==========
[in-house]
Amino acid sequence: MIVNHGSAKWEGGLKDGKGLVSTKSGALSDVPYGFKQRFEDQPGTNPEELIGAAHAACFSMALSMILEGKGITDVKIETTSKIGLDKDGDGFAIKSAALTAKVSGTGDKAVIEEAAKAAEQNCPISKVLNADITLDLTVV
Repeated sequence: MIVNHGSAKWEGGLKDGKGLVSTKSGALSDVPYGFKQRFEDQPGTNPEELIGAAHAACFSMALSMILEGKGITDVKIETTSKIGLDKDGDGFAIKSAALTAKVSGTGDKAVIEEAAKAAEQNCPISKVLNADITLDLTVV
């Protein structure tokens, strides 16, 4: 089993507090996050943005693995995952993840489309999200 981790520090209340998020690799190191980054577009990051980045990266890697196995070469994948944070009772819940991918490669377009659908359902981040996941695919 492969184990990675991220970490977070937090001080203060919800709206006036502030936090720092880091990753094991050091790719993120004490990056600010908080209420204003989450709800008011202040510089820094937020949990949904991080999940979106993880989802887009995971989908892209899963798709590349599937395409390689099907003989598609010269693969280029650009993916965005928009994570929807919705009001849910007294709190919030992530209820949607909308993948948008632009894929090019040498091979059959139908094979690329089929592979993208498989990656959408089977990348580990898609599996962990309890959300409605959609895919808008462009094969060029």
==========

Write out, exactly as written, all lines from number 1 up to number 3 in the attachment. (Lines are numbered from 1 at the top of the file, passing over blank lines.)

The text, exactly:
[in-house]
Amino acid sequence: MIVNHGSAKWEGGLKDGKGLVSTKSGALSDVPYGFKQRFEDQPGTNPEELIGAAHAACFSMALSMILEGKGITDVKIETTSKIGLDKDGDGFAIKSAALTAKVSGTGDKAVIEEAAKAAEQNCPISKVLNADITLDLTVV
Repeated sequence: MIVNHGSAKWEGGLKDGKGLVSTKSGALSDVPYGFKQRFEDQPGTNPEELIGAAHAACFSMALSMILEGKGITDVKIETTSKIGLDKDGDGFAIKSAALTAKVSGTGDKAVIEEAAKAAEQNCPISKVLNADITLDLTVV